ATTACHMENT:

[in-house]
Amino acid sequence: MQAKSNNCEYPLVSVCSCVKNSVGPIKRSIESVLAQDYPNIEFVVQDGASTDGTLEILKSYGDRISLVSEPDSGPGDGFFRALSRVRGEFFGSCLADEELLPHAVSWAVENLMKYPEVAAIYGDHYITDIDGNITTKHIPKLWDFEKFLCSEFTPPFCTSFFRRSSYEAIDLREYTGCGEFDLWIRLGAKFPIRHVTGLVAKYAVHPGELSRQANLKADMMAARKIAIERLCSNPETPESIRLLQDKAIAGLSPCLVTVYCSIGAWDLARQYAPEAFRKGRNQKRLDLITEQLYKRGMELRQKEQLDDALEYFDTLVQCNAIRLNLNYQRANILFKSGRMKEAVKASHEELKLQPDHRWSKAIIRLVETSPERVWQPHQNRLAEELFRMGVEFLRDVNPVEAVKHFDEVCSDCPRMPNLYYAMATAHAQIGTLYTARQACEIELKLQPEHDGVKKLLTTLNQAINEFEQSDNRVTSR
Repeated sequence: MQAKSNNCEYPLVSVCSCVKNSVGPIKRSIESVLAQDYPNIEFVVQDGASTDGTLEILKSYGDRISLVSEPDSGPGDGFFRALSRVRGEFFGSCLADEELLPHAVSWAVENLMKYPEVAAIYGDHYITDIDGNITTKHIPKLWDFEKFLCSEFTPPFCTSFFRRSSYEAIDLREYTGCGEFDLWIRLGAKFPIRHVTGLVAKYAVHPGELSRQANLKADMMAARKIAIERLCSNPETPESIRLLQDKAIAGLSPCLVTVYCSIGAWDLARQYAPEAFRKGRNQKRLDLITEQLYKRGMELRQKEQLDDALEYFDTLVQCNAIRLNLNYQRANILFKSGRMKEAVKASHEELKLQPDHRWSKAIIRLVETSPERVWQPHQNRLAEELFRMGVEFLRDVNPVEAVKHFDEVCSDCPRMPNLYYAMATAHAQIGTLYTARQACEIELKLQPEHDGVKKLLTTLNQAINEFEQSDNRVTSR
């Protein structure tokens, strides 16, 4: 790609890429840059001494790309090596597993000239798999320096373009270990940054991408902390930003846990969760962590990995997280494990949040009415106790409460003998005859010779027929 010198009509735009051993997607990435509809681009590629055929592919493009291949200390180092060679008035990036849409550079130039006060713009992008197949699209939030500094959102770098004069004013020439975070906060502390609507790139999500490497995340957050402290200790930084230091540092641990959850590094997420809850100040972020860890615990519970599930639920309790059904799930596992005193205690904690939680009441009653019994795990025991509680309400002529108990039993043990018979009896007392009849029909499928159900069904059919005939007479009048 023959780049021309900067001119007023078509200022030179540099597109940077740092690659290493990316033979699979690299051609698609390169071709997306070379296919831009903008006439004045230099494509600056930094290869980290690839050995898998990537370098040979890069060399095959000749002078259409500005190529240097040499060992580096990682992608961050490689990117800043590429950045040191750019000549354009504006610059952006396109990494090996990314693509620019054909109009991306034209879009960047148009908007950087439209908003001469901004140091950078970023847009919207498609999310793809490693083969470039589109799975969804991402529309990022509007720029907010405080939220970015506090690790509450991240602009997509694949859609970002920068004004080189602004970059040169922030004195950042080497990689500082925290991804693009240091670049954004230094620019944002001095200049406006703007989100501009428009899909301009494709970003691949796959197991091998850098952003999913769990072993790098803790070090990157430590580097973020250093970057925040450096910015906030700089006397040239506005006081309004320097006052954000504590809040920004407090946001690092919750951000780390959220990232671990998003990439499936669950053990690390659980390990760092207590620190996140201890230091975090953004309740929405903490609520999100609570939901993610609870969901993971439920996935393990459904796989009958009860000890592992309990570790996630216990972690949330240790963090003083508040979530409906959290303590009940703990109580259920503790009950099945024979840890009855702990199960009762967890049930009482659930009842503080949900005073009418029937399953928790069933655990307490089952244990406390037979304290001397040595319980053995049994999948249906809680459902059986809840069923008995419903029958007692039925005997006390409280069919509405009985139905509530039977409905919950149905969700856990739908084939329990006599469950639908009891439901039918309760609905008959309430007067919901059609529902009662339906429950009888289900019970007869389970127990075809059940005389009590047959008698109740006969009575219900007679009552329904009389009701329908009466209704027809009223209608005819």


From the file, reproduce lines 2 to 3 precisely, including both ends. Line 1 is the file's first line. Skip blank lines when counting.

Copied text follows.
Amino acid sequence: MQAKSNNCEYPLVSVCSCVKNSVGPIKRSIESVLAQDYPNIEFVVQDGASTDGTLEILKSYGDRISLVSEPDSGPGDGFFRALSRVRGEFFGSCLADEELLPHAVSWAVENLMKYPEVAAIYGDHYITDIDGNITTKHIPKLWDFEKFLCSEFTPPFCTSFFRRSSYEAIDLREYTGCGEFDLWIRLGAKFPIRHVTGLVAKYAVHPGELSRQANLKADMMAARKIAIERLCSNPETPESIRLLQDKAIAGLSPCLVTVYCSIGAWDLARQYAPEAFRKGRNQKRLDLITEQLYKRGMELRQKEQLDDALEYFDTLVQCNAIRLNLNYQRANILFKSGRMKEAVKASHEELKLQPDHRWSKAIIRLVETSPERVWQPHQNRLAEELFRMGVEFLRDVNPVEAVKHFDEVCSDCPRMPNLYYAMATAHAQIGTLYTARQACEIELKLQPEHDGVKKLLTTLNQAINEFEQSDNRVTSR
Repeated sequence: MQAKSNNCEYPLVSVCSCVKNSVGPIKRSIESVLAQDYPNIEFVVQDGASTDGTLEILKSYGDRISLVSEPDSGPGDGFFRALSRVRGEFFGSCLADEELLPHAVSWAVENLMKYPEVAAIYGDHYITDIDGNITTKHIPKLWDFEKFLCSEFTPPFCTSFFRRSSYEAIDLREYTGCGEFDLWIRLGAKFPIRHVTGLVAKYAVHPGELSRQANLKADMMAARKIAIERLCSNPETPESIRLLQDKAIAGLSPCLVTVYCSIGAWDLARQYAPEAFRKGRNQKRLDLITEQLYKRGMELRQKEQLDDALEYFDTLVQCNAIRLNLNYQRANILFKSGRMKEAVKASHEELKLQPDHRWSKAIIRLVETSPERVWQPHQNRLAEELFRMGVEFLRDVNPVEAVKHFDEVCSDCPRMPNLYYAMATAHAQIGTLYTARQACEIELKLQPEHDGVKKLLTTLNQAINEFEQSDNRVTSR